John C. Fox (47:20):
This is the story of Corning Glass-
Candee Chambers (47:21):
That’s what it, yeah.
John C. Fox (47:22):
In upstate New York. Way upstate the middle of nowhere. And they wanted to-
Candee Chambers (47:28):
They were trying do a good, yeah.
John C. Fox (47:29):
Engage a very healthy diversity approach back in the seventies. And they studied it quite carefully because they were all technical people.
Candee Chambers (47:37):
Oh, churches. That’s what I-
John C. Fox (47:38):
They went to Harlem and they tried to replicate in Corning, New York where Corning Glassware is headquartered, a slice of New York. They brought the hairstylists, they brought the Baptist churches, they brought all the cultural-
Candee Chambers (47:55):
That’s what it was, cultural. Yep.
John C. Fox (47:57):
Issues and support props that you need to sustain a community and not just have a one-off hire here or there.
Candee Chambers (48:03):
John C. Fox (48:04):
And it took a lot of time, a lot of money, a lot of careful planning, but they were very successful in transplanting-
Candee Chambers (48:12):
Yeah, good for them for doing, exactly. But it’s a costly exercise.
John C. Fox (48:16):
And not required, but that is the highest state of the art of affirmative action is creating availability where it doesn’t exist.
Candee Chambers (48:23):
John C. Fox (48:24):
By the way, OFCCP used to have a requirement in its definition of the narrative that a contractor had to undertake, but that went away in 2000, but that does not mean that contractors cannot work on that. One of my clients, Monsanto, addressed this issue by building an apprenticeship program for women to train them to be simultaneously a journeyman plumber, journeyman electrician, and a journeyman maintenance repair person. They had to all do all of that at one, and they put them into a formal apprentice training program that they created and off they went and they created a lot of women. They tripled the availability that was otherwise available in the marketplace.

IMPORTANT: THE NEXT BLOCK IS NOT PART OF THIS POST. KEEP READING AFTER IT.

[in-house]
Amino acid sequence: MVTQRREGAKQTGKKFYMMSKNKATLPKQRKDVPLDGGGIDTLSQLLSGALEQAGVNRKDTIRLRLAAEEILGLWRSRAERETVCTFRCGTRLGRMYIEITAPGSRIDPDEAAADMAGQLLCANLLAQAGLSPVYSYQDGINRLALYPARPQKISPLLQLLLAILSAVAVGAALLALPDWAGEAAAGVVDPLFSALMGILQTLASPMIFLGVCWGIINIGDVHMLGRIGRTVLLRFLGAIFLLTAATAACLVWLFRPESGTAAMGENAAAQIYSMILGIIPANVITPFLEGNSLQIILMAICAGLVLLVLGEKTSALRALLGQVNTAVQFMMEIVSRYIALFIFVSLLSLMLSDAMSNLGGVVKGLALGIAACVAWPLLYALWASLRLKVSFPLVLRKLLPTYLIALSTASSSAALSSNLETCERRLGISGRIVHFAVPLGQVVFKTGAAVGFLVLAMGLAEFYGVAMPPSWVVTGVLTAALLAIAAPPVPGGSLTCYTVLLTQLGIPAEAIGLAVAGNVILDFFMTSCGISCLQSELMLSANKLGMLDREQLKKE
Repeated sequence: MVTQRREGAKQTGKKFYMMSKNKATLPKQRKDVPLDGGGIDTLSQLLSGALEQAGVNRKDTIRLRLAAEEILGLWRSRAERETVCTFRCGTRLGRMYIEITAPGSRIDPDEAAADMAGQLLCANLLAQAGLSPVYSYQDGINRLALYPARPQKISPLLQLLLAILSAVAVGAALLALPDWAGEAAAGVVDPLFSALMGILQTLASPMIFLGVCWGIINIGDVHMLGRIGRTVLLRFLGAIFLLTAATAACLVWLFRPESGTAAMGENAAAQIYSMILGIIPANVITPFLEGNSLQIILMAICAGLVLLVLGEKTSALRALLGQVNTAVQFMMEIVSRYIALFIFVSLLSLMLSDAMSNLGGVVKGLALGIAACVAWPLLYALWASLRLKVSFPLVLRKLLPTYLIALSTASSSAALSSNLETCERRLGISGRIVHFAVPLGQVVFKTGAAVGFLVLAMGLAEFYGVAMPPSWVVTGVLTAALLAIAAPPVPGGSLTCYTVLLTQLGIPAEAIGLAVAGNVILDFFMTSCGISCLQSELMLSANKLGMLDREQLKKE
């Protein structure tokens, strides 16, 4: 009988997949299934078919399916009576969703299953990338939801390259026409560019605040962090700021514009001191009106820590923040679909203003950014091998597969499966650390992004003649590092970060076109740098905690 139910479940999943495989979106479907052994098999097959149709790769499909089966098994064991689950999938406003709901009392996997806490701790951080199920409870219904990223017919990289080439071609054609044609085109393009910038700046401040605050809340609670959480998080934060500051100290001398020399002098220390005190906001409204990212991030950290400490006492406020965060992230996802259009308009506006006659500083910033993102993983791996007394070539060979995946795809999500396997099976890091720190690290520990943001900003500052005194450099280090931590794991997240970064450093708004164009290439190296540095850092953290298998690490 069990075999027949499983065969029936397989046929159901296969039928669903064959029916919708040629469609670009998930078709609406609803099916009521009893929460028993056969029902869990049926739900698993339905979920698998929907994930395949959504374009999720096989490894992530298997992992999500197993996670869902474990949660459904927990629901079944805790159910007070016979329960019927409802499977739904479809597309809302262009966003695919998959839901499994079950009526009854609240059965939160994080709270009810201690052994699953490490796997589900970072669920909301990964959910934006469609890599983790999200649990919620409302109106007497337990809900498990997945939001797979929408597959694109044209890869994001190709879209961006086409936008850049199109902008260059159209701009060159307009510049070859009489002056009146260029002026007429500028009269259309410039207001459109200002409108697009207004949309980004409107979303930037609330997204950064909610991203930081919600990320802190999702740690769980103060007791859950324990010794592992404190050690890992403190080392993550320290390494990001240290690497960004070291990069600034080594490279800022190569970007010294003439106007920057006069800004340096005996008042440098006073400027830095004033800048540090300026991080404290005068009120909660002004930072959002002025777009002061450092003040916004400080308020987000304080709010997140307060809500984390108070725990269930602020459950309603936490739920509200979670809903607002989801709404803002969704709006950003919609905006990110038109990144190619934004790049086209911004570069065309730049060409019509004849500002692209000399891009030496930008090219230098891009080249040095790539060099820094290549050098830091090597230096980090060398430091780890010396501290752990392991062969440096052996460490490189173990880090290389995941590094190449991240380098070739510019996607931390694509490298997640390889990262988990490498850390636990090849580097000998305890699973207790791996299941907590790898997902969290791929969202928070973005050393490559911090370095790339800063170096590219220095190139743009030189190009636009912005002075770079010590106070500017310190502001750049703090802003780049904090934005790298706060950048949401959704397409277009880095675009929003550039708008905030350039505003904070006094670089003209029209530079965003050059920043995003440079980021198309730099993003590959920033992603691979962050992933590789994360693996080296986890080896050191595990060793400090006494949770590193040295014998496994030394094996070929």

Candee Chambers (49:13):
And again, if they would take that money that they allot to DE&I and apply it to the affirmative action processing, you could do a lot of things. And so that’s pretty cool actually. We’ve had a lot of companies that have stubbed their toes along the way, and I think we’ve pretty much hit that with what they’re trying to do. I worked for America Electric Power and we handled DE&I and affirmative action under the same group. And I was at Cardinal Health and they had affirmative action in one side and DE&I in another. The DE&I person reported directly to the chief human Resources officer, got a lot of attention. And we’ve seen it both ways, and the head of DE&I would tell the affirmative action people what we were supposed to do. And it’s like, excuse me, but we’re the legal requirement.
John C. Fox (50:05):
Well, I’ve had a presentation that I’ve done for over 35 years that I’ve had by various titles, but I originally called it Preferences and Focus to explain the law surrounding when you could take race or gender into account to hire-
Candee Chambers (50:22):
Manifest imbalance or strong basis and evidence, right?
John C. Fox (50:25):
Those are the two legal triggers that allow that. Well said. And I then changed it to Doing Right the Right Way because I realized a lot of companies were stubbing their toes trying to implement what we now call diversity programs because they didn’t know enough and understand enough about the law to integrate it with their operational practices.
Candee Chambers (50:48):